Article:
Related entry: Lavandula.—Lavandula
"A volatile oil distilled from the fresh flowers of Lavandula officinalis, Chaix (Nat. Ord.—Labiatae). It should be kept in well-stoppered bottles, in a cool place, protected from light"—(U. S. P.).
Preparation.—Oil of lavender is distilled in France, from wild-growing, in England, from cultivated flowers. Distillation in France is effected by means of portable copper stills, in which the flowers are heated with water by direct fire, wood being used as fuel. The stills are carried to the fields where the flowers grow, because it is believed that the flowers deteriorate upon transportation. (In this connection, see an excellent illustration of such a distillerie ambulante in Gildemeister and Hoffmann, Die Aetherischen Oele, p. 785.) In stationary distilleries, the oil is obtained by distillation with steam. The yield is 1 pound of oil from 200 pounds of fresh flowers. Schimmel & Co. obtained from dried French flowers a yield of 1.2 per cent, from dried German flowers, 2.8 per cent. All lavender oils were indiscriminately termed oil of spike in former centuries (see Related Oils).
Description.—The official oil is described as "a colorless or yellowish liquid, having the fragrant odor of lavender flowers, and a pungent and bitterish taste. Specific gravity, 0.885 to 0.897 at 15° C. (59° F.). It is soluble in all proportions in alcohol (distinction from oil of turpentine), and in three times its volume of a mixture of 3 volumes of alcohol and 1 volume of water (distinction from, and absence of, oil of turpentine); it is also soluble in glacial acetic acid. With an equal volume of carbon disulphide it forms a turbid mixture. The alcoholic solution of the oil is neutral or slightly acid to litmus paper. When heated on a water-bath, in a flask provided with a well-cooled condenser, the oil should yield no distillate having the characters of alcohol"—(U. S. P.). The oil is optically laevo-rotatory (-3° to -10°). Upon exposure to the air it has been observed to absorb oxygen to the amount of about 120 volumes in 4 1/2 months.
Oil of lavender is distinguished from all other oils of the natural order Labiatae by the quick and violent fulmination which takes place with iodine when about 0.1 Gm. of dry iodine is placed on a watch-glass and about 4 to 6 drops of the oil are brought in contact with it. Oil of lavender shares this property with oils of turpentine, lemon, orange peel, bergamot, spike, etc. A number of other oils, e. g., peppermint, cajuput, rue, etc., do not react in this manner, and this difference in behavior toward iodine, may sometimes be useful in detecting adulterations. (See classification of oils along this line in Hager's Handbuch der Pharm. Praxis, Vol. II, 1886, p. 565.)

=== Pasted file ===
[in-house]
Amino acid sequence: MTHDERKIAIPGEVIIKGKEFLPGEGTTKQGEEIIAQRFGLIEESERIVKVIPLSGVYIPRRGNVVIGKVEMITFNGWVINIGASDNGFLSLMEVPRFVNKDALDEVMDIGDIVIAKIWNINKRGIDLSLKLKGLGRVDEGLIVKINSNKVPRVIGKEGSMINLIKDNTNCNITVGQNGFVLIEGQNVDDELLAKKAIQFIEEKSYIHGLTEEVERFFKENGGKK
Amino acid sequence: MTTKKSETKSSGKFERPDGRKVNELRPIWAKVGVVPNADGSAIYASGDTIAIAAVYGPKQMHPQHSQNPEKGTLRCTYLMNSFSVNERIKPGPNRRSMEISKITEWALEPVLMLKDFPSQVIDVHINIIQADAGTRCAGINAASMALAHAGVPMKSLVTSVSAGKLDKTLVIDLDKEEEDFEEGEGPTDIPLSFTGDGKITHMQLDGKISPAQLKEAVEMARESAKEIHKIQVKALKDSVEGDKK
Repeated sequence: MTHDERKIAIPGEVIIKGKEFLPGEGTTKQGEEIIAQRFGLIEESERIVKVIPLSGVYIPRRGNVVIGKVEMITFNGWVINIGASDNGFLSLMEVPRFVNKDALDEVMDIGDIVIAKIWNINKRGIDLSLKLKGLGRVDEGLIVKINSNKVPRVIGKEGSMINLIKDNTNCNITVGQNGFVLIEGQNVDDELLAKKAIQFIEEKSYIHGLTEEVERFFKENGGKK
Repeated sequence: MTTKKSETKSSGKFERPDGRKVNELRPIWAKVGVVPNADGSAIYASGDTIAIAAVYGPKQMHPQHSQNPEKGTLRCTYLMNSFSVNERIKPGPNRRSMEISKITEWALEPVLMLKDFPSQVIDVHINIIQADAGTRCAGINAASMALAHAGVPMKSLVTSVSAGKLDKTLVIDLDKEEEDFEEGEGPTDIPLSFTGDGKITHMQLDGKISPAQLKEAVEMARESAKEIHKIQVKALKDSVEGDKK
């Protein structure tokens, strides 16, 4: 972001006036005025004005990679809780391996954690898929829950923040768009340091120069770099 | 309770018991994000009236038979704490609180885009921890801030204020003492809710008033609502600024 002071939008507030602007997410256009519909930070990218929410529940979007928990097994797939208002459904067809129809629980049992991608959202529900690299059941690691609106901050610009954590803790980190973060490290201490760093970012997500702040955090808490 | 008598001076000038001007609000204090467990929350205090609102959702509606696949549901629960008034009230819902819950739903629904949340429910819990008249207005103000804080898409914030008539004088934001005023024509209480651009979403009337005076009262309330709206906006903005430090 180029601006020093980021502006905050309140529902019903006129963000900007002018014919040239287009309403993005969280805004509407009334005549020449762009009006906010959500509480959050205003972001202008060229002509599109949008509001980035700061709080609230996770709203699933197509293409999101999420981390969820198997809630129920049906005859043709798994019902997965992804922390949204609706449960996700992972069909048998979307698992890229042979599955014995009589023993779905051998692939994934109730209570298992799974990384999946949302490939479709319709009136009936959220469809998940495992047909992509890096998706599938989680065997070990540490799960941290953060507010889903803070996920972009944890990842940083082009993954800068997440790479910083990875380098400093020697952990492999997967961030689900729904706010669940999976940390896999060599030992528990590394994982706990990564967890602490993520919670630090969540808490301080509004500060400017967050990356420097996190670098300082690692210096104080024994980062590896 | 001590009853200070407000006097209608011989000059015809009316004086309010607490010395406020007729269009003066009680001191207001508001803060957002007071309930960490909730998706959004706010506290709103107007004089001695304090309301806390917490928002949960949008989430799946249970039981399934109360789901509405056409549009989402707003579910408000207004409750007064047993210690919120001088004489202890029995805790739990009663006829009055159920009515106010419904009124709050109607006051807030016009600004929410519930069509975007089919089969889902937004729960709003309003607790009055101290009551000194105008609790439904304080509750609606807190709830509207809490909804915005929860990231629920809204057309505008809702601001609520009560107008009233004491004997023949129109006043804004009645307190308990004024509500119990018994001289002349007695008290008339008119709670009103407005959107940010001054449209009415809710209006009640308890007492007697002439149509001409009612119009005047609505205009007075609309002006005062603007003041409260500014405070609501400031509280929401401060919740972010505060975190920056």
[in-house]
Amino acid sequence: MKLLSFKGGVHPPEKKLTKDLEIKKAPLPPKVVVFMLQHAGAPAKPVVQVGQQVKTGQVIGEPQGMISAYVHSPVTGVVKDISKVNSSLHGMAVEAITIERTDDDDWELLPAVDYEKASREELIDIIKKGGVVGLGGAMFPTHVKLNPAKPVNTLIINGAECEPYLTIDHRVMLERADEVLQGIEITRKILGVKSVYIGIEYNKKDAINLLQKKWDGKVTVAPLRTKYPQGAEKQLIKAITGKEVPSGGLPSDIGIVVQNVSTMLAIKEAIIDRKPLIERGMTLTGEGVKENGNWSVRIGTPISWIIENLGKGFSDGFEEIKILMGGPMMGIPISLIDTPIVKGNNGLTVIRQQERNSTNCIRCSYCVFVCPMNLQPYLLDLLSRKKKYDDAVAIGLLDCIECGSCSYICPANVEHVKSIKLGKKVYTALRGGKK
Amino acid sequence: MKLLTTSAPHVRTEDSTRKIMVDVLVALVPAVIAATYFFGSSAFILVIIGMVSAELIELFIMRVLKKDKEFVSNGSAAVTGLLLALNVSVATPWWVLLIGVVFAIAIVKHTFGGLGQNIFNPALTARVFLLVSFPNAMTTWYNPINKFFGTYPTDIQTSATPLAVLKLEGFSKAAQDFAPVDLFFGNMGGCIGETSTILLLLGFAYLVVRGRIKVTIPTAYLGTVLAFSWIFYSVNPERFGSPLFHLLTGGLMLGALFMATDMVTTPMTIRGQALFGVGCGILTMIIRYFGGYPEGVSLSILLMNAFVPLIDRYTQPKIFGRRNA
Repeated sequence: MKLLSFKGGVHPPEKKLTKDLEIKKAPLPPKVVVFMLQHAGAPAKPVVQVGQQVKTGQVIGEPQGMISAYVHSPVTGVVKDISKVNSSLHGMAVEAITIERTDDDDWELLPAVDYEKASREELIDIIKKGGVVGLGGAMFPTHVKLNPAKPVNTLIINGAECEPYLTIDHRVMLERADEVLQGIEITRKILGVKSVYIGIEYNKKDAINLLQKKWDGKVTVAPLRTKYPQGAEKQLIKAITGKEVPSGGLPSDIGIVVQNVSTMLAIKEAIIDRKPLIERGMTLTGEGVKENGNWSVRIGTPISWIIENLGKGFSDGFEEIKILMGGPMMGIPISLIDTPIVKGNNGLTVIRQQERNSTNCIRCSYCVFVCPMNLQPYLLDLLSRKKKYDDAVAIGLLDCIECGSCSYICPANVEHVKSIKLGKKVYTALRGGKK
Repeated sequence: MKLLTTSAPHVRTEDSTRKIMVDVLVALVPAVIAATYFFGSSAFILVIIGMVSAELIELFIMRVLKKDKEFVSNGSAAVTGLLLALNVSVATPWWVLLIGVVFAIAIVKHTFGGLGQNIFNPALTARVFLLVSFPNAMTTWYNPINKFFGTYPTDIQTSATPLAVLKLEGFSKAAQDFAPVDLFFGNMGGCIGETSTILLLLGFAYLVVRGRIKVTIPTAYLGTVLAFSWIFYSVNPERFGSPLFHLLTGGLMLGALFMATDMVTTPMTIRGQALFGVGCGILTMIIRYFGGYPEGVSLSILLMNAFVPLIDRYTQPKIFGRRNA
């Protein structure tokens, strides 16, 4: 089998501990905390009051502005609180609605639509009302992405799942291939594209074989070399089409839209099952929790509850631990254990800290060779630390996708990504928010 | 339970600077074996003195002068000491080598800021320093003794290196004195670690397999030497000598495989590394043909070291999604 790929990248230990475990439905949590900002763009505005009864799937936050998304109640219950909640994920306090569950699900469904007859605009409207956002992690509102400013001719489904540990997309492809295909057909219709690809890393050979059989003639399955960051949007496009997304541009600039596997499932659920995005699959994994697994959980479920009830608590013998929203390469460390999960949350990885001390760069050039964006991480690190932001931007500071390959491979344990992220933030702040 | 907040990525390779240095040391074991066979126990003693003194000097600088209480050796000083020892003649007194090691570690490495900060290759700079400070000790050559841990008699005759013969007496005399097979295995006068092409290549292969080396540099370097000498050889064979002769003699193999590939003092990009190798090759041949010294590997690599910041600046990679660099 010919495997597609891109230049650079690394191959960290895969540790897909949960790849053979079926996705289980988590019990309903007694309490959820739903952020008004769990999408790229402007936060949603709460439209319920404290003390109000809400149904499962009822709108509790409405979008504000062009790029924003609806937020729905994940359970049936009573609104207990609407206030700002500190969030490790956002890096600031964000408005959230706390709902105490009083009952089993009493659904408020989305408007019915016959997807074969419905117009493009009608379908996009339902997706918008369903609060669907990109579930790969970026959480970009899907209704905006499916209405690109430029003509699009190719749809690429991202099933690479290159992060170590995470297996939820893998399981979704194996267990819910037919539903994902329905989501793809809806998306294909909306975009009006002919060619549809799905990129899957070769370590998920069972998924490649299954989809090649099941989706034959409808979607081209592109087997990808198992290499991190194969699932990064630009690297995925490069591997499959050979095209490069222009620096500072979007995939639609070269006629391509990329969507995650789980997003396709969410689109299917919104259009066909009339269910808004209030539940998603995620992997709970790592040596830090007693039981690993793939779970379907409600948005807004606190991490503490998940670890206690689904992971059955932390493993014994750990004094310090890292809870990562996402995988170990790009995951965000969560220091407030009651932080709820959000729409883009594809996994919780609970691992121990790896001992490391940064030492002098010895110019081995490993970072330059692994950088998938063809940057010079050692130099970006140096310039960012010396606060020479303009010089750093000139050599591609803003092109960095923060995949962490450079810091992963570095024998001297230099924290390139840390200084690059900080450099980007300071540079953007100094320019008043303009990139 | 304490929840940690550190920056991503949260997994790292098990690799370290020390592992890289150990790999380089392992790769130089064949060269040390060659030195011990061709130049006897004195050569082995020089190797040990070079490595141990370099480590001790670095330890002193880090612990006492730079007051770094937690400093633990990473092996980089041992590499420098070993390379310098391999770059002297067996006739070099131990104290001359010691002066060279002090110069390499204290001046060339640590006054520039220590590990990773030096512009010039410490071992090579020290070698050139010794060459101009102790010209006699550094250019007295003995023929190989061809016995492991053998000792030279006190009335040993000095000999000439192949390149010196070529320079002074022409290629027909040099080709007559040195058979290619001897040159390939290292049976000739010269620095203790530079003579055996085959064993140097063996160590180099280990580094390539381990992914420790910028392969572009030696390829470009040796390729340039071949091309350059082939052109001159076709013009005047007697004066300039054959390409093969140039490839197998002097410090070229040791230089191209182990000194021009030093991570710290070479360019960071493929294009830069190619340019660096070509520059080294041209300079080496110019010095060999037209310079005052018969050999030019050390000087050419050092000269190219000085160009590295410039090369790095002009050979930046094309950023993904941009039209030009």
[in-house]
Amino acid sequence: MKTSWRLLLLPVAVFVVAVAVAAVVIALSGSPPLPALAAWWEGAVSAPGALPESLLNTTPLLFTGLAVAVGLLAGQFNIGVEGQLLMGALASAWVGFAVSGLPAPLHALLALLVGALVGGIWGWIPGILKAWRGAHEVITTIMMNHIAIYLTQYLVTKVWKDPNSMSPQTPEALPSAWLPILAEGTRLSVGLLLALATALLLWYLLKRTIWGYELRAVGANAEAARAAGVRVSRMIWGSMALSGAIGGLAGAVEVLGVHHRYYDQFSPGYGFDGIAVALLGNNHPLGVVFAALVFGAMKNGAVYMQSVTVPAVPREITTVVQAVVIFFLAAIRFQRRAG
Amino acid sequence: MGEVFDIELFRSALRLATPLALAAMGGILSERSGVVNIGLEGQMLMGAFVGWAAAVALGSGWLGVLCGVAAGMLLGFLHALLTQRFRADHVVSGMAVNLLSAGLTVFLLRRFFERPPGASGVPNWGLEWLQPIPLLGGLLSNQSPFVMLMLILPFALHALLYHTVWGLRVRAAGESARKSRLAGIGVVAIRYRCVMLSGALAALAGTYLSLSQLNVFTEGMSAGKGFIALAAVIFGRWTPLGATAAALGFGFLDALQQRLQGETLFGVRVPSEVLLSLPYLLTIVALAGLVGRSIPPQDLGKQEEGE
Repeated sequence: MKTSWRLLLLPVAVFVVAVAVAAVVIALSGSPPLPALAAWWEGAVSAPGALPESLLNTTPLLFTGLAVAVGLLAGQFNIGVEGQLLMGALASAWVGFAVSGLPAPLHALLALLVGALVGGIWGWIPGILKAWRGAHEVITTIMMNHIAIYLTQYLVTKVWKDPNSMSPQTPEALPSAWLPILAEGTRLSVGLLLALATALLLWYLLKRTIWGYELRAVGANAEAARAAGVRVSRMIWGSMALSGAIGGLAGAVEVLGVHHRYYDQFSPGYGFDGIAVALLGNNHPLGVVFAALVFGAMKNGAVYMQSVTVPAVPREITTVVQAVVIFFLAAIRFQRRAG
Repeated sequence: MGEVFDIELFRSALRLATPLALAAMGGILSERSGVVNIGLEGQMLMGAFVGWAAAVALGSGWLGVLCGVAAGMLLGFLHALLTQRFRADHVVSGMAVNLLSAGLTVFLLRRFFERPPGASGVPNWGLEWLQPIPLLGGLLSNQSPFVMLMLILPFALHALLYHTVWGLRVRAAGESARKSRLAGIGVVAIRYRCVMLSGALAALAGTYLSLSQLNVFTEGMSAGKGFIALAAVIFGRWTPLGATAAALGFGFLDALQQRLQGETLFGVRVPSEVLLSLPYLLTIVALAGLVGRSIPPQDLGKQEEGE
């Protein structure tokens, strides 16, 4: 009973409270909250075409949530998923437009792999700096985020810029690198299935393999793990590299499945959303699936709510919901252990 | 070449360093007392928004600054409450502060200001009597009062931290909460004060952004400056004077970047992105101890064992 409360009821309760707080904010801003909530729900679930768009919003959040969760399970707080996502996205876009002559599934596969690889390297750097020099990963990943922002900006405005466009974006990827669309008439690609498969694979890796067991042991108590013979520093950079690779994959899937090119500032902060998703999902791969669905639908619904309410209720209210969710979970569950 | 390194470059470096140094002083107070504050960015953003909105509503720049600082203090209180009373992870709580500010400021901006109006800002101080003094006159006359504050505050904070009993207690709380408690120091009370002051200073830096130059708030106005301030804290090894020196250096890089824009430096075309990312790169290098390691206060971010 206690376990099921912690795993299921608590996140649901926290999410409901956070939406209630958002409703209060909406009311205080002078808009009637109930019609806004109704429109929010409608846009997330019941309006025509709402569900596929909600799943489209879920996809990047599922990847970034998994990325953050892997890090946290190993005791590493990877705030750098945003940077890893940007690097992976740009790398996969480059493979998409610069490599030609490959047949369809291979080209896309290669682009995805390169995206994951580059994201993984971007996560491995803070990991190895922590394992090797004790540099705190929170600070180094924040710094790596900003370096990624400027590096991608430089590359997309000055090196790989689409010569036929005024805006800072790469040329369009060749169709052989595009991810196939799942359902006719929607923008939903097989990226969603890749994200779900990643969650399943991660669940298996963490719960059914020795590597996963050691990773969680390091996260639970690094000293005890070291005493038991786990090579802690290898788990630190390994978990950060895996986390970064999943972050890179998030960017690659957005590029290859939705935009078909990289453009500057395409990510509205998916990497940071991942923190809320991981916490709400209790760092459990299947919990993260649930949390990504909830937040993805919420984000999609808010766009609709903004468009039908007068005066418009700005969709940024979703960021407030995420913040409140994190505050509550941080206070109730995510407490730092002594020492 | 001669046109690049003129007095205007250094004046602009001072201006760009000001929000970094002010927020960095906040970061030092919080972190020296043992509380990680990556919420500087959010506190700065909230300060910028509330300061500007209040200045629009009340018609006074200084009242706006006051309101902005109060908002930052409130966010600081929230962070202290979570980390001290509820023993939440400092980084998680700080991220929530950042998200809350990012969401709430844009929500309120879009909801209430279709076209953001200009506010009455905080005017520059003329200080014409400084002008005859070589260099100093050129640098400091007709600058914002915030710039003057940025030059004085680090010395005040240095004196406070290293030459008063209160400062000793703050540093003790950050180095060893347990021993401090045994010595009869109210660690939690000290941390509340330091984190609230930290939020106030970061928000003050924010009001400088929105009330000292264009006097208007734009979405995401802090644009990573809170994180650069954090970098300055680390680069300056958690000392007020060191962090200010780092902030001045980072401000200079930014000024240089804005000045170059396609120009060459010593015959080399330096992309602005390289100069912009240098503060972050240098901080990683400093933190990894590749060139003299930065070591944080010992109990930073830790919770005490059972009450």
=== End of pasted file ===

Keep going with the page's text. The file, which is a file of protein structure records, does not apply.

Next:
Chemical Composition.—French lavender oil, according to Bertram and Walbaum (1892), and Schimmel & Co. (1893 and 1898), consists of large quantities of linalool (C10H18O, or CH3.C[CH3]:CH.CH2.CH2.C[CH3]OH.CH:CH2), l-linaloyl-acetate (30 to 45 per cent), butyrate, and probably propionate and valerianate; traces of pinene and cineol, and geraniol. Contrary to the statements of older observers, no camphor is present in true oil of lavender. The esters are the carriers of the aroma. English lavender oil, according to Semmler and Tiemann (1892), and Schimmel & Co. (1894), contains limonene, l-linalool, l-linaloyl acetate (7 to 10 per cent), a sesquiterpene, and appreciable quantities of cineol. (For method of determining the quantity of linaloyl acetate in lavender oils, see Power, Essential Oils, p. 20.) Large amounts of cineol in lavender oil indicate adulteration by oil of spike; pinene, by oil of turpentine.
Action, Medical Uses, and Dosage.—Oil of lavender possesses stimulant and carminative properties, and is sometimes administered in hysteria, nervous debility, and headache. Its fragrance renders it an important article in perfumery, in which it is principally used. Its dose is from 1 to 6 drops.
Related Oils.—OIL OF SPIKE. The broad-leaved variety of lavender (Lavandula Spica, De Candolle. furnishes the Oil of spike; it is not so fragrant as the preceding oil, and has a camphoraceous odor. Its specific gravity is 0.905 to 0.920; optical rotation, +3° (Schimmel & Co.). It is chiefly used in the manufacture of varnishes for artists, in painting on porcelain, and in veterinary practice. With 3 volumes of 70 percent alcohol at 20° C. (68° F.), according to Power (Essential Oils), it should produce a clear solution (absence of turpentine). It contains camphor (Kane, 1838), cineol (10 per cent), pinene (?), camphene, linalool, borneol, and possibly geraniol and terpineol.
OIL OF LAVANDULA STOECHAS, Linné.—Distills between 180° and 245° C. (356° and 473° F.); specific gravity, 0.942; odor, rosemary-camphor; known constituent, cineol.
OIL OF LAVANDULA DENTATA, Linné.—Distills almost entirely between 170° and 200° C. (338° and 392° F.); specific gravity, 0.926; known constituent, cineol.
King's American Dispensatory, 1898, was written by Harvey Wickes Felter, M.D., and John Uri Lloyd, Phr. M., Ph. D.